We are delighted to announce a £1 million grant to fund part of the cost of operating Combat Stress’ UK-wide network of Community Teams in 2016/17.
The support offered by these 15 Community Teams across the UK is an essential part of Combat Stress’ services, helping veterans rebuild their lives within their own communities. The Teams provide Veterans with access to specialist help and support for their mental health conditions.
Maintaining and restoring the psychological wellbeing of our beneficiaries is at the centre of everything we do – through our Sports Recovery programmes, Career Recovery, fellowship groups and Welfare support, as well as through our Hidden Wounds psychological wellbeing service.
This service provides free and confidential support for Veterans and Armed Forces family members struggling with anxiety, depression, stress and anger. We have always worked closely with Combat Stress to ensure that those in need of more specialist support, such as for PTSD, can get the expert help they need.
Tim Hollingbery, Clinical Lead at Help for Heroes, said: “Help for Heroes have been supporting Combat Stress since 2009, and are delighted to announce a new £1 million grant for 2016/17. Through Combat Stress, we’ll be continuing our support to Veterans of all conflicts from Northern Ireland to the Balkans and beyond.”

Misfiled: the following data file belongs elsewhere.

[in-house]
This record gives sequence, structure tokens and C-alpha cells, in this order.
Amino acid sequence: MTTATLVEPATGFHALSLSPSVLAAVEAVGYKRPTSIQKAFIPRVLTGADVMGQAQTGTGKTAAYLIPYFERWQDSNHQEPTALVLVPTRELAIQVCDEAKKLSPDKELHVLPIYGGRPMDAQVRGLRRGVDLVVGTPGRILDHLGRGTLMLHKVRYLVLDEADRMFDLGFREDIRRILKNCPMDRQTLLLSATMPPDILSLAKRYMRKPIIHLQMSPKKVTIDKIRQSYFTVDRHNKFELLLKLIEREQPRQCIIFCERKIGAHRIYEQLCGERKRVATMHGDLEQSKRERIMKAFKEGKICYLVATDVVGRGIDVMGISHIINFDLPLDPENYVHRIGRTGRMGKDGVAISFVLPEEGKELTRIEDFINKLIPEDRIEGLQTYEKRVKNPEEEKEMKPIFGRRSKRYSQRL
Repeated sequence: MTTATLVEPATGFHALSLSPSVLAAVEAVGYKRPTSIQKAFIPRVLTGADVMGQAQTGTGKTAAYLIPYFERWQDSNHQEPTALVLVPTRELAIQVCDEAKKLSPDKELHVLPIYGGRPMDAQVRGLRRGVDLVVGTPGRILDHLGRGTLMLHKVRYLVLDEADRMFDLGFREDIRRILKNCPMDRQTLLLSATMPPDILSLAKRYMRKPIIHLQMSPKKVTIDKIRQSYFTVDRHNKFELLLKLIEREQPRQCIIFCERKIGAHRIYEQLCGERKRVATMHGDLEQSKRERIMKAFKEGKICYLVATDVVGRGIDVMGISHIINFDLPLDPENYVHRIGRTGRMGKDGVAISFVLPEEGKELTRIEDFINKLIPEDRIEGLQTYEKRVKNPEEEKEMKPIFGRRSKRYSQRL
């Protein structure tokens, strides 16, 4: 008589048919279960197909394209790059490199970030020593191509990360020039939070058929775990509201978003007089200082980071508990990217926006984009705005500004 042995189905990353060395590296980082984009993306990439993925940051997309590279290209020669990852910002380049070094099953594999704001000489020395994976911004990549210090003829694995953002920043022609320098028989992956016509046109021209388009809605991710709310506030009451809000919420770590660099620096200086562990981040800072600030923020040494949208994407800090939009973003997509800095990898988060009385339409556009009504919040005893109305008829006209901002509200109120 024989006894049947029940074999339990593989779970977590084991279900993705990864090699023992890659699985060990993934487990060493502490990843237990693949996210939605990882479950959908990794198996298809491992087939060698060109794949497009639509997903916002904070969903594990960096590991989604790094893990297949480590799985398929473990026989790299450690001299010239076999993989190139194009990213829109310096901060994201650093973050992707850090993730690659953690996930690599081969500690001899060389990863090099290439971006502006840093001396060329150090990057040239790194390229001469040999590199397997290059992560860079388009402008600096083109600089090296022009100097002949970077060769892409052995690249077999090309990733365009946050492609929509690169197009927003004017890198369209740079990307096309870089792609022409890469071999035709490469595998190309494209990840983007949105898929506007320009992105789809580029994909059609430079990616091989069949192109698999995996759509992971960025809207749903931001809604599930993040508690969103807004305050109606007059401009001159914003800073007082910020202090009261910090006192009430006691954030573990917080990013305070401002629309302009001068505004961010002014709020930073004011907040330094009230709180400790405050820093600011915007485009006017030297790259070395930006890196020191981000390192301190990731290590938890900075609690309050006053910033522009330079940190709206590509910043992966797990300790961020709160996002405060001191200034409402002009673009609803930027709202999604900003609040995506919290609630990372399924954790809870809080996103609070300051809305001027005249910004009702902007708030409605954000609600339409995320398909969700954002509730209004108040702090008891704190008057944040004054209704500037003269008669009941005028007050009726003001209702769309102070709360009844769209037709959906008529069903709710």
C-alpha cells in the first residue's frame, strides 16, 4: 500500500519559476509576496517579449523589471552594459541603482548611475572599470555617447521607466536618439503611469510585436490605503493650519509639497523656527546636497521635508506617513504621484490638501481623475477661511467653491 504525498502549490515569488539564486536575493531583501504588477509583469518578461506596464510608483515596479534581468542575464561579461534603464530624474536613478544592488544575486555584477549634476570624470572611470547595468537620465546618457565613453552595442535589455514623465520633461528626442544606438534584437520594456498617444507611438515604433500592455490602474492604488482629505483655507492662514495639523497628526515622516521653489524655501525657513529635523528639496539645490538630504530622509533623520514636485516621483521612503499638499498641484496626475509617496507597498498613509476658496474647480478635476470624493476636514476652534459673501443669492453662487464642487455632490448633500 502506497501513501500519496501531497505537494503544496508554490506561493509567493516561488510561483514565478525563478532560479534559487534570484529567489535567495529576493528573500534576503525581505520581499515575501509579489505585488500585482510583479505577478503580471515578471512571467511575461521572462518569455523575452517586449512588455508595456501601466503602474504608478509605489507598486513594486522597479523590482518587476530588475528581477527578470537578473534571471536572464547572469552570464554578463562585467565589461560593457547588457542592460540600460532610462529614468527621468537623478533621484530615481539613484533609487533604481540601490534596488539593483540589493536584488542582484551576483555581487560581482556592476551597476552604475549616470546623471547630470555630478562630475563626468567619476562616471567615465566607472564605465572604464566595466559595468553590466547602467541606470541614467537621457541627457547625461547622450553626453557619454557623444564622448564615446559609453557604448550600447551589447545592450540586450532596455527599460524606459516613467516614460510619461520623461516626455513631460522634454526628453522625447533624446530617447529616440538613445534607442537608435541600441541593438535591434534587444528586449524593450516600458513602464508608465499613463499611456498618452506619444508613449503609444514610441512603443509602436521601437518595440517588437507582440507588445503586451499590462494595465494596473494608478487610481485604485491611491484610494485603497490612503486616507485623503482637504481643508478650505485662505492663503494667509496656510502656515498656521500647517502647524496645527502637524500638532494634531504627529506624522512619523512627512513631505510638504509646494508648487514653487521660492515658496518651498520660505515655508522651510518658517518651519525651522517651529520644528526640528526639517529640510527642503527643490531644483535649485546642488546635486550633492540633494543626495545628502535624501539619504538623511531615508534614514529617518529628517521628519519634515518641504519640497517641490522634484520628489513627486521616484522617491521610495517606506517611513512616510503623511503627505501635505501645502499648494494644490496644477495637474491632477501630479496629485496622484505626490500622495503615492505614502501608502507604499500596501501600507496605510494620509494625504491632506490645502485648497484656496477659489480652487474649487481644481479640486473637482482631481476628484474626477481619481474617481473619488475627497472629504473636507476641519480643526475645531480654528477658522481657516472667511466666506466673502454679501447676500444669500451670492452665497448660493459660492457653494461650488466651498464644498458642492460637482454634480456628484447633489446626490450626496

Research by King’s College London and Help for Heroes, published earlier this year, states that at least 66,000 Service Personnel and Veterans who served between 1991 and 2014 currently need, or will need, support. Not all of them realise that they might benefit from help – either through the MoD, the NHS, the DWP or charities like Help for Heroes and Combat Stress. Your support enables us to continue showing the 66,000 that we are all here to help them.
Sue Freeth, Chief Executive of Combat Stress, added: “We are really grateful for this significant grant and it demonstrates the shared ambition both parties involved have – to support veterans who need help. Our Community Teams are a key part of the service we offer, which also includes three residential treatment centres in Ayrshire, Shropshire and Surrey.”
For more information about Combat Stress’ Community Teams, please visit www.combatstress.org.uk
Monday 22 February 2016A Scottish veteran whose injuries drastically deteriorated
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